Abundance of taxi drivers in Taiwan

So how come there are so many taxi drivers in Taiwan? Can anyone just get a taxi license as long as they have a car and a IQ of over 90?

Some of their driving is scary… rode in one and all I can describe the driving is… If any of you played Grand Theft Auto IV, you get into a taxi they would drive normally (which is slow), but when you press space (for the PC version) the driver ignores traffic rule and drives like you normally would in the game (ie. insane)… that’s how that driver drove like. Almost ran into another one on my bicycle because it was running a red light, and he still crossed as though he had the right of way… he must be colorblind.

[quote=“Taiwan Luthiers”]So how come there are so many taxi drivers in Taiwan? Can anyone just get a taxi license as long as they have a car and a IQ of over 90?

A car is needed, but where did you pull that second, crazy requirement out of?? :smiley:

Apparently it used to be an accepted method of rehab to put ex-cons into taxis after they’d served their time. After all, it’s a job that requires no particular regard for public safety, social niceties, or The Rules, right?

Not sure if this is still true, but certainly those of them who haven’t yet been in jail really ought to be. I’ve met a few considerate, skilled taxi drivers, but they’re maybe 2% of the total.

Reminds me of a conversation I had some years ago with a secretary in one of the OEM companies we work with. She mentioned that her manager would be giving us a lift later. “He’s a very good driver”, she said. “He can drive very fast”.

A lot of taxi drivers do it as a side job; there was a new report some time back on a doctor who practiced medicine during the day and drove a cab at night to earn more. I would never let someone so sleep deprived put a needle anywhere near me, though.

It’s an easy profession to get into and can conceivably earn you a ton of money. Note that the cab drivers are all concentrated in Taipei. Here in Taoyuan County I see maybe two taxis a day, if even that. But Taipeiers are more likely to have money and less likely to have a car of their own (or perhaps choose not to use it, can’t blame them!) so taxi drivers see it as a land of opportunity. I’m not complaining – it makes things really convenient!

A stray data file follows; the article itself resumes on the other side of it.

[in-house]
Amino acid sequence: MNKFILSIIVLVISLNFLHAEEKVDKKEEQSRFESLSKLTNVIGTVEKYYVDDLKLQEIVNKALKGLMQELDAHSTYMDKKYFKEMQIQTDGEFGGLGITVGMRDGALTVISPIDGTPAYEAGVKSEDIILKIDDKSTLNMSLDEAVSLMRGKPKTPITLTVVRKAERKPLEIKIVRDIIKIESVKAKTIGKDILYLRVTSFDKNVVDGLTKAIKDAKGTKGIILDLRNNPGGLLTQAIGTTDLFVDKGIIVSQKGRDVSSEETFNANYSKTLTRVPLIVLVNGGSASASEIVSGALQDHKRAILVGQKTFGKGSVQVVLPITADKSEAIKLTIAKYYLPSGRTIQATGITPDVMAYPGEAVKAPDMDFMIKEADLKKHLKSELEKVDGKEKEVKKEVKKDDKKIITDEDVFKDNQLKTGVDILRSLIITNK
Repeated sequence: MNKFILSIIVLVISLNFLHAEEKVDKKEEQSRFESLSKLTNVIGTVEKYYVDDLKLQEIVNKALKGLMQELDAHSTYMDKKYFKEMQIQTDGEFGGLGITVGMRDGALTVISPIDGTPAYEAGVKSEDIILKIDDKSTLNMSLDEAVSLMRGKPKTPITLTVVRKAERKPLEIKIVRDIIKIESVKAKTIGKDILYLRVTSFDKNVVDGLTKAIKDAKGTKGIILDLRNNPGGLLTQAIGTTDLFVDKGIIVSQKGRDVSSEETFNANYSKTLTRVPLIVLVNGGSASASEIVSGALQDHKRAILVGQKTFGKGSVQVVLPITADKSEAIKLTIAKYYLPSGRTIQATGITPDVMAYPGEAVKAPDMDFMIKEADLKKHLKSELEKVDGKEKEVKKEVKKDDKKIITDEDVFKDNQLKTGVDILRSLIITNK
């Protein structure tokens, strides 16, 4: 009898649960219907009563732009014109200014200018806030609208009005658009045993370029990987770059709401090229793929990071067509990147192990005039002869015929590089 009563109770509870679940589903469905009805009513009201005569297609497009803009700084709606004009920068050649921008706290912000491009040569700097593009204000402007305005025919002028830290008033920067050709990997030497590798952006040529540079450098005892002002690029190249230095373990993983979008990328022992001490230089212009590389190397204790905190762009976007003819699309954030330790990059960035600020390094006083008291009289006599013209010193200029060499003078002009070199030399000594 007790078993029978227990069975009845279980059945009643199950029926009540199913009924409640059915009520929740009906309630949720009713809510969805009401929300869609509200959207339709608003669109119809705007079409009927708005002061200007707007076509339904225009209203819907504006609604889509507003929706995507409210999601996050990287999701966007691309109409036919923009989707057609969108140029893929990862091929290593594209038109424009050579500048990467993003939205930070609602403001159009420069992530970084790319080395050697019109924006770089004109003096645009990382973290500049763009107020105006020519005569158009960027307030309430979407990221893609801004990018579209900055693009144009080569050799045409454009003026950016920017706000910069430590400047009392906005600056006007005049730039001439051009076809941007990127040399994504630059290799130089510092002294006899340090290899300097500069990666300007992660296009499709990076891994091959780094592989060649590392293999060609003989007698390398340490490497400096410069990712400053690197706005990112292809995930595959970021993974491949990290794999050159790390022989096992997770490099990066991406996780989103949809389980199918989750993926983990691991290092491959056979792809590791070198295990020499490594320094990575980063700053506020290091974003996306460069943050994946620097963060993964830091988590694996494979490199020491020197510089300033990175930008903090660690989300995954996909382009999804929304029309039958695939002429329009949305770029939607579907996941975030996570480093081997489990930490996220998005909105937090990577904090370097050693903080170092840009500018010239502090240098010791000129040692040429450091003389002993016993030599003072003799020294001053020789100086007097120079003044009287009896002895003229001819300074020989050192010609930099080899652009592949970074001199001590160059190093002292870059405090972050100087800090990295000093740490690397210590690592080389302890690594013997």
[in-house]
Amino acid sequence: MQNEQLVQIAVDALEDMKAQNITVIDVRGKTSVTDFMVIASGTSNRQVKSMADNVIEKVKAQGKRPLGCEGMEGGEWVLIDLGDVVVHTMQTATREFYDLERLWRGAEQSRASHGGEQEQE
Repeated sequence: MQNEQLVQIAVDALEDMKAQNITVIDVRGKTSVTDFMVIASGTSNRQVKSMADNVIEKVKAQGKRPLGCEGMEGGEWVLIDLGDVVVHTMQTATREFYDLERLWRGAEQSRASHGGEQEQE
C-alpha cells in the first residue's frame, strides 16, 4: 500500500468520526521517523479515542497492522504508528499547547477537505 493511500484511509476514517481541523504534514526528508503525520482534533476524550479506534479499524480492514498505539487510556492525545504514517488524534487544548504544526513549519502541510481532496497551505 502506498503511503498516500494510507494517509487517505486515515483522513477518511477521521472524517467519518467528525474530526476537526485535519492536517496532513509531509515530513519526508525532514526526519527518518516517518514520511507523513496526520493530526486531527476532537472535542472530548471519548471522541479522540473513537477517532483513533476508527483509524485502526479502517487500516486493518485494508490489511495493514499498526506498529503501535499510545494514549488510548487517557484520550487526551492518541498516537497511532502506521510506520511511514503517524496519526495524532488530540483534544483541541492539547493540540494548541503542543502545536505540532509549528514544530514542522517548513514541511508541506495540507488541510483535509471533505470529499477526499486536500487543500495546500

On a side note, I’ve taken two taxis over five years with drivers whose English skills totally blew me away. One was when I got in a taxi in Xindian and told the driver (in Chinese of course) exactly where I wanted to go and to stop between two buildings, to which he says – in perfect English – “I see you’re no stranger to Xindian!” It was a super short ride so I didn’t get a chance to ask him why he was so damn good.

The other was a taxi driver in Taipei who started telling me about Soong May-ling (Madame Chiang Kai-shek) and what she did for ROC diplomacy… also in English. I asked him where he learned to speak it and he said … drum roll please… high school. In 1975. He hasn’t had a day of class since then.

So we can criticize taxi drivers all we want, and god knows some of them deserve it, but there are plenty who are professional, extremely articulate (in Chinese… or even English), and great at conversation. My favorite thing about taxis is chatting with the drivers.

Perfectly true, but some of the “friendly” guys give me the creeps. You get the impression that if you put a word wrong (like mentioning “KMT”) they’ll shout some Taiwanese equivalent of “Allahu akhbar!” and drive the taxi into the nearest building. I did once meet an interesting guy who used to run a trading company, got bored with it all, painted his Mercedes yellow, and now drives it around as a taxi (yes, the taxi I was in). Another guy had really excellent driving skills, and I asked him (without mentioning driving) if he had ever lived abroad. He didn’t speak English, but nobody who took the Taiwanese test could drive like that. “Oh no”, he said with a deep sigh, and presumably understanding my meaning. “I used to be a driving instructor”. We had a pretty good chat about the vagaries of Taiwan’s motor vehicle culture, with which he had become somewhat disillusioned.

So that’s two interesting people in 12 years. Although I am a curmudgeonly old git, so I prefer to just sit there and stare into the distance rather than discuss the fact that I can speak crappy Chinese, or that “America very good”. I might have missed a lot of scintillating conversations that way. :idunno:

Grand Taiwan Auto

Heh, yeah the prerequisite for most of the interesting conversations is speaking Chinese. I’ve had my fair share of “those damn KMT” and even “that damn A-bian” back in the day; one was more interested in cursing Ma than driving and so I got out after only half way for fear of my personal safety. But there have been as many cool guys as crazies.

Case in point: blinged out rockstar taxi